We like, you know, people who supply everyday necessities, the luxuries that we use without thinking about it in our business lives, in our personal lives as consumers and so on and so forth. And we like companies who’ve got some kind of defensive mechanism, because if you’ve discovered companies that have got great returns on capital and a source of growth, and all those, naturally they will attract competition, I mean that’s kind of one of the laws of economics.

 And what you’re looking for is the people who have got what Warren Buffett has termed remote and that’s I think become a somewhat overused term, but nonetheless, since I haven’t thought of a better one, I’d better stick with it really.

Which is some means of fending off the stock people coming and eating your lunch, and typically, it’s things like brands, control of supply chain, control of distribution, installed basis of equipment or software that are difficult to change. And know how, patents, those are the sort of things which typically give you the ability to fend off the competition and retain those great returns.

And, I mean, some of the companies in our portfolio have been doing this for a century, they clearly have got a defensive mechanism.

Kyle Caldwell:  You mentioned there Warren Buffett and that you look for a high return on capital employed, but back in 1979, Warren Buffett described return on capital employed as the primary test of managerial economic performance, and not the achievement of consistent gains in earnings per share. So, why does the investment industry not follow this advice?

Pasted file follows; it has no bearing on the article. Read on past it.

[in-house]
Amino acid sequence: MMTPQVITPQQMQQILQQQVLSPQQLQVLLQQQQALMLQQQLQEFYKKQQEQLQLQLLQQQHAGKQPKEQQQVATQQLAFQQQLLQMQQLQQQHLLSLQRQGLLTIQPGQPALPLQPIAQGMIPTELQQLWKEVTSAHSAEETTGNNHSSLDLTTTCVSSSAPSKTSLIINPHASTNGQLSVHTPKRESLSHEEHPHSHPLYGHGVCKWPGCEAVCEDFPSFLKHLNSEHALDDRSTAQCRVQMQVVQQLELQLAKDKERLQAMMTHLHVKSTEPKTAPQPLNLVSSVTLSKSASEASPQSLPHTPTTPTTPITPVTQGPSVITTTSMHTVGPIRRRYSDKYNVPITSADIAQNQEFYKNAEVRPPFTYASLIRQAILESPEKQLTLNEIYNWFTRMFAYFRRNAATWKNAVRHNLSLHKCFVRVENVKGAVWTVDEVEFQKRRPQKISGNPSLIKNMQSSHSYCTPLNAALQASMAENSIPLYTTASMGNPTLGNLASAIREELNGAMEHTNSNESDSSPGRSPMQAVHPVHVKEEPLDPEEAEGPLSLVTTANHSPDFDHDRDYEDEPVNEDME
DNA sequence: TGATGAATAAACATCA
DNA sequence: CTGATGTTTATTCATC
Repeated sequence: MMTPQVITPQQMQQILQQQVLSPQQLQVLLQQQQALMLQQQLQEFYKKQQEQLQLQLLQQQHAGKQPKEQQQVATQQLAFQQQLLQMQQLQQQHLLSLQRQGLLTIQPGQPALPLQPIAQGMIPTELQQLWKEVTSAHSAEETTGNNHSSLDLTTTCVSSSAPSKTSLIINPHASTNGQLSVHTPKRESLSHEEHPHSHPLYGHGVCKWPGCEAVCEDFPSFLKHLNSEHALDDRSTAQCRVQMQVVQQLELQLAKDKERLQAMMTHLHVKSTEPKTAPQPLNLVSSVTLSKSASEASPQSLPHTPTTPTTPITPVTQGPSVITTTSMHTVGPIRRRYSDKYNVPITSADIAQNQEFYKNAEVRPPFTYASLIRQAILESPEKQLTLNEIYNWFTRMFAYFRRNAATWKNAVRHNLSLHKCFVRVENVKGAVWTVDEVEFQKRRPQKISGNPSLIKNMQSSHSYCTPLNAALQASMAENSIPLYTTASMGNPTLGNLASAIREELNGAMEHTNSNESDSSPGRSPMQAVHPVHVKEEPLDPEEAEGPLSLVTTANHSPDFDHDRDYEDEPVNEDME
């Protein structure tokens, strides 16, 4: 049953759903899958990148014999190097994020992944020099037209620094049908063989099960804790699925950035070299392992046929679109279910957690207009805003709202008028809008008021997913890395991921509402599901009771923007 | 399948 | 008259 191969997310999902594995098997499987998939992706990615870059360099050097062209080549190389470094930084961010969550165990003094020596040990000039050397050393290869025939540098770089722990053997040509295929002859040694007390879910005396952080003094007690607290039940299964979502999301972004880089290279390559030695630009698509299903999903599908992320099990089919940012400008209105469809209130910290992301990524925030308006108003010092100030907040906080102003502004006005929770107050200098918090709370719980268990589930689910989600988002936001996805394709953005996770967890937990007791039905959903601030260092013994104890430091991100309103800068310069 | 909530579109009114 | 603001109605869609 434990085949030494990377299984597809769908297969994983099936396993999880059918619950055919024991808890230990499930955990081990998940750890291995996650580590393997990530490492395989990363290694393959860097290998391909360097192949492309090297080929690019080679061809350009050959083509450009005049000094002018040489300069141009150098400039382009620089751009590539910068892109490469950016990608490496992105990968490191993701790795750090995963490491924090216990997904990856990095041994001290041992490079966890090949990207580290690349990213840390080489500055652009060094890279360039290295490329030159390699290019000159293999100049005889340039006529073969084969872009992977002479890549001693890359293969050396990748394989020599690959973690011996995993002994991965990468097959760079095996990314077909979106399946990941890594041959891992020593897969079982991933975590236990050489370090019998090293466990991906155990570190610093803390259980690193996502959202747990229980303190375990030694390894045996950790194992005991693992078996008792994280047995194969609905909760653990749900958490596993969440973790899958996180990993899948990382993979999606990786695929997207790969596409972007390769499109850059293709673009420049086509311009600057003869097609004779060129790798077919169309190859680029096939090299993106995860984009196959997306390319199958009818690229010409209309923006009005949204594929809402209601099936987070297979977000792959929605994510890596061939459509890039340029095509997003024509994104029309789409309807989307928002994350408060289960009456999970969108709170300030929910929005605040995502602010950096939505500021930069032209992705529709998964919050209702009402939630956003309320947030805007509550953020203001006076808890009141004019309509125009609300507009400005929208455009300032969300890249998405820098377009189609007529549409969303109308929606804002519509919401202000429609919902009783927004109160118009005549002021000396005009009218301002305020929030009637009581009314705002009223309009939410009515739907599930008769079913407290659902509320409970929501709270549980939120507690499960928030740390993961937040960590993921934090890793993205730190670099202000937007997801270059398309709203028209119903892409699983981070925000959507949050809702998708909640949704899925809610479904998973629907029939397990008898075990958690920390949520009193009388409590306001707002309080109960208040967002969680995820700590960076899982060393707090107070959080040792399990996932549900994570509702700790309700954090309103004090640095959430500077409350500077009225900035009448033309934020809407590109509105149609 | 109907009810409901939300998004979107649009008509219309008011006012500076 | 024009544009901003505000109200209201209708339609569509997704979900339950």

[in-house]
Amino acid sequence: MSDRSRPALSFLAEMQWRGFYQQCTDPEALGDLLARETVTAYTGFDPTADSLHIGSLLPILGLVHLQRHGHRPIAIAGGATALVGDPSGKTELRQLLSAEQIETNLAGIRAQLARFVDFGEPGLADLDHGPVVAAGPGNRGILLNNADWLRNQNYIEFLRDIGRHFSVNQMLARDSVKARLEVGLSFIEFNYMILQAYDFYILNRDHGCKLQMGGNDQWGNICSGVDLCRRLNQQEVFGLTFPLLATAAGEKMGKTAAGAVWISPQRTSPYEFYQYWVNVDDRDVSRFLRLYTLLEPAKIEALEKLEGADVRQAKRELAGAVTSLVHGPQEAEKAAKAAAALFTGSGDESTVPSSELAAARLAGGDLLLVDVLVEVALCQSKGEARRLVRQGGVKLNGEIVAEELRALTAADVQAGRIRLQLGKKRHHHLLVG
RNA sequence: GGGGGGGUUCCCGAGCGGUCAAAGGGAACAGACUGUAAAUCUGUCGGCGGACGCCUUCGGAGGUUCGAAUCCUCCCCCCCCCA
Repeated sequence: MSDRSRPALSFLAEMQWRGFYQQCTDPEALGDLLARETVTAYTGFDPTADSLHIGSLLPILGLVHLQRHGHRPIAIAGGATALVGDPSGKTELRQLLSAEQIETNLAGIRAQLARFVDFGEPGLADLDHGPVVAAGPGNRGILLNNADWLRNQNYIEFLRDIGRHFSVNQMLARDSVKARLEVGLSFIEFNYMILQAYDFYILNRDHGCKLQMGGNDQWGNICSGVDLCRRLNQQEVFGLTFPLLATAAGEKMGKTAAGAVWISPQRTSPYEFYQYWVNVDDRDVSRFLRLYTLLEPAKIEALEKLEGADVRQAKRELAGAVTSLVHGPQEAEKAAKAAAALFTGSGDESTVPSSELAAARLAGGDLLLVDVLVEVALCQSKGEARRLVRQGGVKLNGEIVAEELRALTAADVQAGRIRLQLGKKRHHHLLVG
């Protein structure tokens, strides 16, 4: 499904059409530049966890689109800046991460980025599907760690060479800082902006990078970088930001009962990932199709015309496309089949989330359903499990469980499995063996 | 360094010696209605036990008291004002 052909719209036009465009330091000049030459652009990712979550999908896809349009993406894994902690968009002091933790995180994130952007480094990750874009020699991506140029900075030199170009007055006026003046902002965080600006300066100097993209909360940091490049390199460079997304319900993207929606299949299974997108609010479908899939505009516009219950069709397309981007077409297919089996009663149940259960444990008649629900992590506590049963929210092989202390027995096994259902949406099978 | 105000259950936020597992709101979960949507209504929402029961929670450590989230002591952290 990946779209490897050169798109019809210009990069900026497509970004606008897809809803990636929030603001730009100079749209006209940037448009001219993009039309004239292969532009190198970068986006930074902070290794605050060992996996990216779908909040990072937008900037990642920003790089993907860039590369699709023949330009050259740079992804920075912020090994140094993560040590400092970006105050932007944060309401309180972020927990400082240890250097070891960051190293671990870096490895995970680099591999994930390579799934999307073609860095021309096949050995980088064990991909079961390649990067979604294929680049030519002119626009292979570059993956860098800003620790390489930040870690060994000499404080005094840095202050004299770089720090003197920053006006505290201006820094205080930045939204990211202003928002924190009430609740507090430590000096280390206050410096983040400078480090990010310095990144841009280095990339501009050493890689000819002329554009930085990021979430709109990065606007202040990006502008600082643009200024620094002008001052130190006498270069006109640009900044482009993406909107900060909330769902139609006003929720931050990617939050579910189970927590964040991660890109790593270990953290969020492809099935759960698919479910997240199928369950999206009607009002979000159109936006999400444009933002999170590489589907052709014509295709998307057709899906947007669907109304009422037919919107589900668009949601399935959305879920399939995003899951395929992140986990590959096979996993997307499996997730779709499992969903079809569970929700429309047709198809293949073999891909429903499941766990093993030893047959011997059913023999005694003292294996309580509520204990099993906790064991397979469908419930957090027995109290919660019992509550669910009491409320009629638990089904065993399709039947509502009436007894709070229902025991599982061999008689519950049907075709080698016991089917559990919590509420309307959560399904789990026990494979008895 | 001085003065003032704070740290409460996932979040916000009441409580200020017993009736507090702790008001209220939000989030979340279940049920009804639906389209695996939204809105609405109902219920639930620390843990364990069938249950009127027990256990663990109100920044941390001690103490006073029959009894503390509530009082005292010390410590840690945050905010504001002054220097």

Terry Smith:  I mean this is a guy you should probably listen to. So, trying to do something that flies in the face of this fundamental talent of his is clearly not right. I always have this sort of blind bet with my audience, I say, if you’re the recipient of the company research from a broker platform, or a research house, I’ll bet you £20, right, that if you get the last 10 notes out that you’ve received, if it says the primary thing they’re relying upon assisting the company is, one of them, if one of them says its return on capital employed, you’ve won £20, OK.

Now, my guess is I’ll own the £20 when you look through the check notes, so I’ll give you double or quits, all of them will mention growth in earnings per share. I’ll be £40 better off on average on most of those bets, it’s an amazing thing that people don’t look at it.                             

And they’ll come up with all kinds of reasons why, because, you know, still when people listen to analyst calls, they talk about whether someone’s accretive to earnings, given that interest rates are currently approximate zero, you pretty much would have to get money and flush it down the toilet in terms of a project, to not make it accretive to earnings, right.

The P/E on cash is about 150, yeah, anything you do better than that must be accretive to earnings, but it doesn’t create value.

  • This interview is part of a longer conversation with the UK’s most popular fund manager. To watch the other interviews, visit our YouTube channel.